MedComm | Effective antitumor activity of 5T4‐specific CAR‐T cells against ovarian cancer cells in vitro and xenotransplanted tumors in vivo


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Ovarian cancer is considered to be the most lethal gynecologic malignancy, and despite the development of conventional therapies and new therapeutic approaches, the patient's survival time remains short because of tumor recurrence and metastasis. Therefore, effective methods to control tumor progression are urgently needed. The oncofetal tumor‐associated antigen 5T4 (trophoblast glycoprotein, TPBG) represents an appealing target for adoptive T‐cell immunotherapy as it is highly expressed on the surface of various tumor cells, has very limited expression in normal tissues, and spreads widely in malignant tumors throughout their development. In this study, the author generated second‐generation human chimeric antigen receptor (CAR) T cells with redirected specificity to 5T4 (5T4 CAR‐T) and demonstrated that these CAR‐T cells can elicit lytic cytotoxicity in targeted tumor cells, in addition to the secretion of cytotoxic cytokines, including IFN‐γ, IL‐2, and GM‐CSF.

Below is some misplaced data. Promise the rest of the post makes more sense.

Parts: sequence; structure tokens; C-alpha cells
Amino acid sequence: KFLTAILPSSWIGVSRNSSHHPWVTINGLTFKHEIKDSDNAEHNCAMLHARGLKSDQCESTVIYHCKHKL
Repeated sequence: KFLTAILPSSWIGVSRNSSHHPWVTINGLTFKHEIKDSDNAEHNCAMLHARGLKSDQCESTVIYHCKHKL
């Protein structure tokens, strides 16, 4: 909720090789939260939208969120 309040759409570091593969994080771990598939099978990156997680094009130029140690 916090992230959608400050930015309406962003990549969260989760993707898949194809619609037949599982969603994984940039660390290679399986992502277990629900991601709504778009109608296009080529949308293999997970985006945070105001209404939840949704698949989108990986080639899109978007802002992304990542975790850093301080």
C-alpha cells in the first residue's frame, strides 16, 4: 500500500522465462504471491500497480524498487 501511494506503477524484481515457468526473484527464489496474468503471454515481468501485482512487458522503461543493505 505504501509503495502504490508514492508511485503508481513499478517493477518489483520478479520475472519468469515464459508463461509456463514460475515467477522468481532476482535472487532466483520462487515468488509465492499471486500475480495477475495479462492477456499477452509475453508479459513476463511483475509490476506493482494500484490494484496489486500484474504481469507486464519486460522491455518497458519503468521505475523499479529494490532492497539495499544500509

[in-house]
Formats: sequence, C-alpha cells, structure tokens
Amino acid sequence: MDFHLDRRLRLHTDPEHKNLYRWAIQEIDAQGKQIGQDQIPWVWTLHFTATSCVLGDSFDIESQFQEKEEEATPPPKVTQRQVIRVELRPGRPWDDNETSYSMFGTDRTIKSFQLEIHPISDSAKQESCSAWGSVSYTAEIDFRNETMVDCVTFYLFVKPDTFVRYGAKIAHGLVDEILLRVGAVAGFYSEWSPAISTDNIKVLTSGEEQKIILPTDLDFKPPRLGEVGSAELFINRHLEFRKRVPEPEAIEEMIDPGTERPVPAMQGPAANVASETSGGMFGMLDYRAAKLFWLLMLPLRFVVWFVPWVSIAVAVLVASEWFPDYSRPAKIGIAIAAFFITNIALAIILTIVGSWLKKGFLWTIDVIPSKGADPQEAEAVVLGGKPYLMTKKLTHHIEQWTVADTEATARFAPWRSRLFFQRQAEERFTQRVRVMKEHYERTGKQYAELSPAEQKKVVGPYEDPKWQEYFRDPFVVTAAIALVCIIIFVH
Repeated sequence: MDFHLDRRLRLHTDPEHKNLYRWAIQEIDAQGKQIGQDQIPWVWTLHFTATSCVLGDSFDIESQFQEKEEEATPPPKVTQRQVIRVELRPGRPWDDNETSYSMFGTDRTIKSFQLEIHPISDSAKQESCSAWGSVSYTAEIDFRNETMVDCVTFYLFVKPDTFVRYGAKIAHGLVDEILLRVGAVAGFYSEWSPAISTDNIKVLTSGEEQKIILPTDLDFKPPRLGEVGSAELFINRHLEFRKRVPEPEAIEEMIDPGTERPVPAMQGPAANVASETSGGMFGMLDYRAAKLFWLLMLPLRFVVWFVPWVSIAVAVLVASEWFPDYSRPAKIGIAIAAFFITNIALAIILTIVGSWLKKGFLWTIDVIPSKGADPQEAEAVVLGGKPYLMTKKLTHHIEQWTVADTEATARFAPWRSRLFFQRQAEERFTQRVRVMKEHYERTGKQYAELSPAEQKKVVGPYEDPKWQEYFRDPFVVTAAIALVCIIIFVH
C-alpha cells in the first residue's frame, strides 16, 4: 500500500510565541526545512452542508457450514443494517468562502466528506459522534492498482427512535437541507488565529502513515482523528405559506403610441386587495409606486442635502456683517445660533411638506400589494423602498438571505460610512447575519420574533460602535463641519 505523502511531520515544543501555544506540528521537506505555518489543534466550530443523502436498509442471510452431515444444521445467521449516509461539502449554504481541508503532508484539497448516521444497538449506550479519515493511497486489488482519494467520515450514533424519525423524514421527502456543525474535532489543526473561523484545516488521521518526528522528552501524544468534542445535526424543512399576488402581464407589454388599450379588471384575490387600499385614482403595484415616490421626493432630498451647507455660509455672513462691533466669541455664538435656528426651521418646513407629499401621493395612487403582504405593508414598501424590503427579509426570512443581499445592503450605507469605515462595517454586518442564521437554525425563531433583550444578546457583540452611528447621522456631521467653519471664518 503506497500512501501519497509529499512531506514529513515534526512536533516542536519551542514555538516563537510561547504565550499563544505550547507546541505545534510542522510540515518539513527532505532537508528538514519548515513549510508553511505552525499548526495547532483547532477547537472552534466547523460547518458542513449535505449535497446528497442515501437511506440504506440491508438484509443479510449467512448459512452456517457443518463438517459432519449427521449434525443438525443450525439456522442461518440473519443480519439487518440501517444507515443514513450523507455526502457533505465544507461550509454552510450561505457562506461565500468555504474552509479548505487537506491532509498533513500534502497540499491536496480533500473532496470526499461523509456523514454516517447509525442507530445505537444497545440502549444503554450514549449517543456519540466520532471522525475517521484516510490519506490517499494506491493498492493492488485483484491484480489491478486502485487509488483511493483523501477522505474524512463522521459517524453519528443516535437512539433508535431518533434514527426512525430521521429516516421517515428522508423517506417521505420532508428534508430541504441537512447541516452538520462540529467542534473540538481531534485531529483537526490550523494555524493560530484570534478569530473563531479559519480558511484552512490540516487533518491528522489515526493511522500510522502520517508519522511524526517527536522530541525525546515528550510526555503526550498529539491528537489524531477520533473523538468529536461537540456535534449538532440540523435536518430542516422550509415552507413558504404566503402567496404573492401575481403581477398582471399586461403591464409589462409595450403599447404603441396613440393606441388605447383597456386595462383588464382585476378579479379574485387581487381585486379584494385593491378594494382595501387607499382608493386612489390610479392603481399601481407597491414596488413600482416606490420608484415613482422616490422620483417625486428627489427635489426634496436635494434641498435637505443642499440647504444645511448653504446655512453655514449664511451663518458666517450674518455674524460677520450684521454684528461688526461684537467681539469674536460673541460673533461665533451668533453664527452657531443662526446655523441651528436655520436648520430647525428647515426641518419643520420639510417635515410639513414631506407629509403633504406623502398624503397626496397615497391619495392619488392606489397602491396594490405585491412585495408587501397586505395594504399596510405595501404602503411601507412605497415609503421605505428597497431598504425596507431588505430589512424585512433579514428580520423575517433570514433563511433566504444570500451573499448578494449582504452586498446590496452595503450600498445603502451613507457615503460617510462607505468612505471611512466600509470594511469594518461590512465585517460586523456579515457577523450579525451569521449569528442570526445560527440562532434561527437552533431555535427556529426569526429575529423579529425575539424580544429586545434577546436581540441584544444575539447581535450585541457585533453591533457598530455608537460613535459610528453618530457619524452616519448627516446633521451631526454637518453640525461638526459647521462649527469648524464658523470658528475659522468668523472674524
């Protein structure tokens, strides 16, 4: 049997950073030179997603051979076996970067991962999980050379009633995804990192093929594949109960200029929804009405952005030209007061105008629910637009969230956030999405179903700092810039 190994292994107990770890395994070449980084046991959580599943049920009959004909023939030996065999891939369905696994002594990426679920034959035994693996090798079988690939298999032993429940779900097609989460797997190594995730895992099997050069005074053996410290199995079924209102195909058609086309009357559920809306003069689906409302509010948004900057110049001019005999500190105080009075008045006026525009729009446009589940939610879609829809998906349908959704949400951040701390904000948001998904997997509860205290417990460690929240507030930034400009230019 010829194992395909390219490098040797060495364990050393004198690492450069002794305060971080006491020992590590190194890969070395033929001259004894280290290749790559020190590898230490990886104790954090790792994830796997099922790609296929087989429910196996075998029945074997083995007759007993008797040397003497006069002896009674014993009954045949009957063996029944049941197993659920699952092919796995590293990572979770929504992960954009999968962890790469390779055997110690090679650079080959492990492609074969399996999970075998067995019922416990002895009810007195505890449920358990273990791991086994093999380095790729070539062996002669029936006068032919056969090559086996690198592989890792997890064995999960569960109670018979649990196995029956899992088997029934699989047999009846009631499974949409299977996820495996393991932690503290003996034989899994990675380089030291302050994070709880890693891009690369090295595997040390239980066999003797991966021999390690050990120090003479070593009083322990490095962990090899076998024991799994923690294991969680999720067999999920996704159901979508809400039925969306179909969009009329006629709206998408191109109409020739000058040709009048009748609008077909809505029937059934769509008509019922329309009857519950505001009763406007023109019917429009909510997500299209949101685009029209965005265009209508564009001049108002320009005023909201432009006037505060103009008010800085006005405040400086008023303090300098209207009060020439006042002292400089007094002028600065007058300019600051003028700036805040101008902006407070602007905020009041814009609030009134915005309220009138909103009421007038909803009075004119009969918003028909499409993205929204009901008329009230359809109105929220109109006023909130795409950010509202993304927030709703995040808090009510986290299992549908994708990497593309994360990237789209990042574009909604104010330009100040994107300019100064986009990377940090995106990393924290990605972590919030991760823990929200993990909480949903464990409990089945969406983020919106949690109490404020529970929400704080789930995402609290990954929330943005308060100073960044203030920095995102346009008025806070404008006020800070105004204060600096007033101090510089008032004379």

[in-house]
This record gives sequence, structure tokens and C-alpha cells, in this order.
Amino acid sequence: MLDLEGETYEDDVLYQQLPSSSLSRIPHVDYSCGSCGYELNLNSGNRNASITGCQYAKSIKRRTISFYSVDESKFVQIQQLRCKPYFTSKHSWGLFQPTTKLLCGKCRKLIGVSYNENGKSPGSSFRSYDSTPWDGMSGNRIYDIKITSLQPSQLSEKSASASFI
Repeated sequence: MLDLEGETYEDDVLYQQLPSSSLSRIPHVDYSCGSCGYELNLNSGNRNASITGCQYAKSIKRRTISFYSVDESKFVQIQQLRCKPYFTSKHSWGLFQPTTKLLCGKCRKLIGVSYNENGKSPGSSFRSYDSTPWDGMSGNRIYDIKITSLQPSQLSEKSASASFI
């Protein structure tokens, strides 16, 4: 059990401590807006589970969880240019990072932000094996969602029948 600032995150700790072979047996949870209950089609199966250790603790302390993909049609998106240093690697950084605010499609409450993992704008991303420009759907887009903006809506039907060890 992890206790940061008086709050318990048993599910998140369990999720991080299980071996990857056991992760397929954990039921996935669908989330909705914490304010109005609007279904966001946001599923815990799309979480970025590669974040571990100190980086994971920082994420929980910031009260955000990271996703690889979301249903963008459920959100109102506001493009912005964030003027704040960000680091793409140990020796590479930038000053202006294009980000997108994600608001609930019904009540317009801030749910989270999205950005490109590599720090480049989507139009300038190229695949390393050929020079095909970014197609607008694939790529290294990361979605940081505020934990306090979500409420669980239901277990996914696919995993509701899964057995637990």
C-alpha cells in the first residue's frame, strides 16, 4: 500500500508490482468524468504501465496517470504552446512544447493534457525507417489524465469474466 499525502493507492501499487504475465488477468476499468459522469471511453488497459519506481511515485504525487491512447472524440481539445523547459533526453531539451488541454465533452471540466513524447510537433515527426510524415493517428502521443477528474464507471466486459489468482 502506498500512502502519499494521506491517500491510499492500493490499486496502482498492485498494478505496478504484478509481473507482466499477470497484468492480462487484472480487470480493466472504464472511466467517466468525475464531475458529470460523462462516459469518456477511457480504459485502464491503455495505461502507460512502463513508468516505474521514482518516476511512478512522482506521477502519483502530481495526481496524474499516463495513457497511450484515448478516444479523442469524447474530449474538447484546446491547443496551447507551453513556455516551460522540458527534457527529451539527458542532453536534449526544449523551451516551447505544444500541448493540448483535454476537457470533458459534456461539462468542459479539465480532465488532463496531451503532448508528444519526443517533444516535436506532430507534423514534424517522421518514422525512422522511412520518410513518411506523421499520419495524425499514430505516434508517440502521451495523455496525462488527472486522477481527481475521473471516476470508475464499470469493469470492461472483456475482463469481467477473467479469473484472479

Furthermore, adoptive transfer of 5T4 CAR‐T cells significantly delayed tumor formation in xenografts of peritoneal and subcutaneous animal models (Fig. 1). These results demonstrate the potential efficacy and feasibility of 5T4 CAR‐T cell immunotherapy and provide a theoretical basis for the clinical study of future immunotherapies targeting 5T4 for ovarian cancer.

Fig. 1 Antitumor activity of 5T4 CAR-T cells in tumor models

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